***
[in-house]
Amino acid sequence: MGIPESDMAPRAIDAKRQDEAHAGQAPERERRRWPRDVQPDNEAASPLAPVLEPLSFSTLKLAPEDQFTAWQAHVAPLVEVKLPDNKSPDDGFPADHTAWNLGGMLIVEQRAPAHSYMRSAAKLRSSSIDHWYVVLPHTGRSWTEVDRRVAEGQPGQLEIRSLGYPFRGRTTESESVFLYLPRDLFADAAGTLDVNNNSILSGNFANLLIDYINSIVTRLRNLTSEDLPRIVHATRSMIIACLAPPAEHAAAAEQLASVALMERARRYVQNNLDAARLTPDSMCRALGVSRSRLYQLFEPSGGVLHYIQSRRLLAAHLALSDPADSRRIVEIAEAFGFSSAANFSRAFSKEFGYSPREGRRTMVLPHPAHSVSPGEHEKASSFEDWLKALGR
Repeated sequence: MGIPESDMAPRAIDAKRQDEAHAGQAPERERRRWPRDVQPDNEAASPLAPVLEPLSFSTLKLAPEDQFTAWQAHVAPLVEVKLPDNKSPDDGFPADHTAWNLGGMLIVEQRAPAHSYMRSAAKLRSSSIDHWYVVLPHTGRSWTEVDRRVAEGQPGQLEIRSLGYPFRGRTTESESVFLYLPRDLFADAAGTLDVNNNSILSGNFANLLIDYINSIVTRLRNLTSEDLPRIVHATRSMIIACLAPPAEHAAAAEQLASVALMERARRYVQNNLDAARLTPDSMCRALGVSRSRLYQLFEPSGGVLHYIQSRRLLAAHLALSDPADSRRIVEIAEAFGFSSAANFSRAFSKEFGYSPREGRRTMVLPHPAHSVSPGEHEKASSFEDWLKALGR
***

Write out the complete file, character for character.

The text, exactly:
[in-house]
Amino acid sequence: MGIPESDMAPRAIDAKRQDEAHAGQAPERERRRWPRDVQPDNEAASPLAPVLEPLSFSTLKLAPEDQFTAWQAHVAPLVEVKLPDNKSPDDGFPADHTAWNLGGMLIVEQRAPAHSYMRSAAKLRSSSIDHWYVVLPHTGRSWTEVDRRVAEGQPGQLEIRSLGYPFRGRTTESESVFLYLPRDLFADAAGTLDVNNNSILSGNFANLLIDYINSIVTRLRNLTSEDLPRIVHATRSMIIACLAPPAEHAAAAEQLASVALMERARRYVQNNLDAARLTPDSMCRALGVSRSRLYQLFEPSGGVLHYIQSRRLLAAHLALSDPADSRRIVEIAEAFGFSSAANFSRAFSKEFGYSPREGRRTMVLPHPAHSVSPGEHEKASSFEDWLKALGR
Repeated sequence: MGIPESDMAPRAIDAKRQDEAHAGQAPERERRRWPRDVQPDNEAASPLAPVLEPLSFSTLKLAPEDQFTAWQAHVAPLVEVKLPDNKSPDDGFPADHTAWNLGGMLIVEQRAPAHSYMRSAAKLRSSSIDHWYVVLPHTGRSWTEVDRRVAEGQPGQLEIRSLGYPFRGRTTESESVFLYLPRDLFADAAGTLDVNNNSILSGNFANLLIDYINSIVTRLRNLTSEDLPRIVHATRSMIIACLAPPAEHAAAAEQLASVALMERARRYVQNNLDAARLTPDSMCRALGVSRSRLYQLFEPSGGVLHYIQSRRLLAAHLALSDPADSRRIVEIAEAFGFSSAANFSRAFSKEFGYSPREGRRTMVLPHPAHSVSPGEHEKASSFEDWLKALGR